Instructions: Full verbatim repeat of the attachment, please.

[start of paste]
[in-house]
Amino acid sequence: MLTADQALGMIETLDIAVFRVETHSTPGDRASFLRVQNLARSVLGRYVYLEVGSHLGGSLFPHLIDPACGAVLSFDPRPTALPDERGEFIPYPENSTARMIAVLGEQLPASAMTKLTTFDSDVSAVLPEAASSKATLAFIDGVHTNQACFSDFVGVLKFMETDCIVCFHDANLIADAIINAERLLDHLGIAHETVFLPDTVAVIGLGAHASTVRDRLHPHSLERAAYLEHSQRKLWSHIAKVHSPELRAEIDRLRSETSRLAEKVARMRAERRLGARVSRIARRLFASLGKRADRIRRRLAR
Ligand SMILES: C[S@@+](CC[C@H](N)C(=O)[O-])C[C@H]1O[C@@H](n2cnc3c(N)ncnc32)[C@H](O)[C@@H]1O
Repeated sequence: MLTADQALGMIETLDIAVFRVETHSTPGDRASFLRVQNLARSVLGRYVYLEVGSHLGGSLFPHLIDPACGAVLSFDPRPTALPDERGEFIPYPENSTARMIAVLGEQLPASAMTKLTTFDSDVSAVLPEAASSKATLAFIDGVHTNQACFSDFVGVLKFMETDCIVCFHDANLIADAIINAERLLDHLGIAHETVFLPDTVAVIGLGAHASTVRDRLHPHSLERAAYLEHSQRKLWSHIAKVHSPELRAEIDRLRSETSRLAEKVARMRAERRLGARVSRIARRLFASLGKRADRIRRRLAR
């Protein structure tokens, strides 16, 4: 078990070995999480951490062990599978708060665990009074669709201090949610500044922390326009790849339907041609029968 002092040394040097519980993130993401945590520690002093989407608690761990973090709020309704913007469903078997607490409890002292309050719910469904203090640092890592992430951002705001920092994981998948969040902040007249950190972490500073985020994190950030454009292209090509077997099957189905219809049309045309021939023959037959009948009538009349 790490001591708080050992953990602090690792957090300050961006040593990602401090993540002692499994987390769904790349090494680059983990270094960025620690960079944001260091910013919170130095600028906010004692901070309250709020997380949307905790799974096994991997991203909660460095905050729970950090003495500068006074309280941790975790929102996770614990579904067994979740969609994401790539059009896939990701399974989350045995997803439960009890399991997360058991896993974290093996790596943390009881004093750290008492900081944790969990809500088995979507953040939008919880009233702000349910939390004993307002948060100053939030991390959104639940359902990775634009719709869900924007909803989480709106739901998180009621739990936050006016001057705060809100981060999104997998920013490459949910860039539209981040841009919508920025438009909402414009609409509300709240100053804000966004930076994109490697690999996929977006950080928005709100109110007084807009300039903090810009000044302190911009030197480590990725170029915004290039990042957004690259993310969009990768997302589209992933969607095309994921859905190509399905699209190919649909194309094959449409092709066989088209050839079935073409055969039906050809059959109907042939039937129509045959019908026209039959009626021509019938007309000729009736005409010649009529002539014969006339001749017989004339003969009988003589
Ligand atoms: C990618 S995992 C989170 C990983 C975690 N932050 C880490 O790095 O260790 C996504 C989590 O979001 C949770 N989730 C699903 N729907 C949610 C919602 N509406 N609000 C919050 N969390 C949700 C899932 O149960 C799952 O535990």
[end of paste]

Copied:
[in-house]
Amino acid sequence: MLTADQALGMIETLDIAVFRVETHSTPGDRASFLRVQNLARSVLGRYVYLEVGSHLGGSLFPHLIDPACGAVLSFDPRPTALPDERGEFIPYPENSTARMIAVLGEQLPASAMTKLTTFDSDVSAVLPEAASSKATLAFIDGVHTNQACFSDFVGVLKFMETDCIVCFHDANLIADAIINAERLLDHLGIAHETVFLPDTVAVIGLGAHASTVRDRLHPHSLERAAYLEHSQRKLWSHIAKVHSPELRAEIDRLRSETSRLAEKVARMRAERRLGARVSRIARRLFASLGKRADRIRRRLAR
Ligand SMILES: C[S@@+](CC[C@H](N)C(=O)[O-])C[C@H]1O[C@@H](n2cnc3c(N)ncnc32)[C@H](O)[C@@H]1O
Repeated sequence: MLTADQALGMIETLDIAVFRVETHSTPGDRASFLRVQNLARSVLGRYVYLEVGSHLGGSLFPHLIDPACGAVLSFDPRPTALPDERGEFIPYPENSTARMIAVLGEQLPASAMTKLTTFDSDVSAVLPEAASSKATLAFIDGVHTNQACFSDFVGVLKFMETDCIVCFHDANLIADAIINAERLLDHLGIAHETVFLPDTVAVIGLGAHASTVRDRLHPHSLERAAYLEHSQRKLWSHIAKVHSPELRAEIDRLRSETSRLAEKVARMRAERRLGARVSRIARRLFASLGKRADRIRRRLAR
């Protein structure tokens, strides 16, 4: 078990070995999480951490062990599978708060665990009074669709201090949610500044922390326009790849339907041609029968 002092040394040097519980993130993401945590520690002093989407608690761990973090709020309704913007469903078997607490409890002292309050719910469904203090640092890592992430951002705001920092994981998948969040902040007249950190972490500073985020994190950030454009292209090509077997099957189905219809049309045309021939023959037959009948009538009349 790490001591708080050992953990602090690792957090300050961006040593990602401090993540002692499994987390769904790349090494680059983990270094960025620690960079944001260091910013919170130095600028906010004692901070309250709020997380949307905790799974096994991997991203909660460095905050729970950090003495500068006074309280941790975790929102996770614990579904067994979740969609994401790539059009896939990701399974989350045995997803439960009890399991997360058991896993974290093996790596943390009881004093750290008492900081944790969990809500088995979507953040939008919880009233702000349910939390004993307002948060100053939030991390959104639940359902990775634009719709869900924007909803989480709106739901998180009621739990936050006016001057705060809100981060999104997998920013490459949910860039539209981040841009919508920025438009909402414009609409509300709240100053804000966004930076994109490697690999996929977006950080928005709100109110007084807009300039903090810009000044302190911009030197480590990725170029915004290039990042957004690259993310969009990768997302589209992933969607095309994921859905190509399905699209190919649909194309094959449409092709066989088209050839079935073409055969039906050809059959109907042939039937129509045959019908026209039959009626021509019938007309000729009736005409010649009529002539014969006339001749017989004339003969009988003589
Ligand atoms: C990618 S995992 C989170 C990983 C975690 N932050 C880490 O790095 O260790 C996504 C989590 O979001 C949770 N989730 C699903 N729907 C949610 C919602 N509406 N609000 C919050 N969390 C949700 C899932 O149960 C799952 O535990």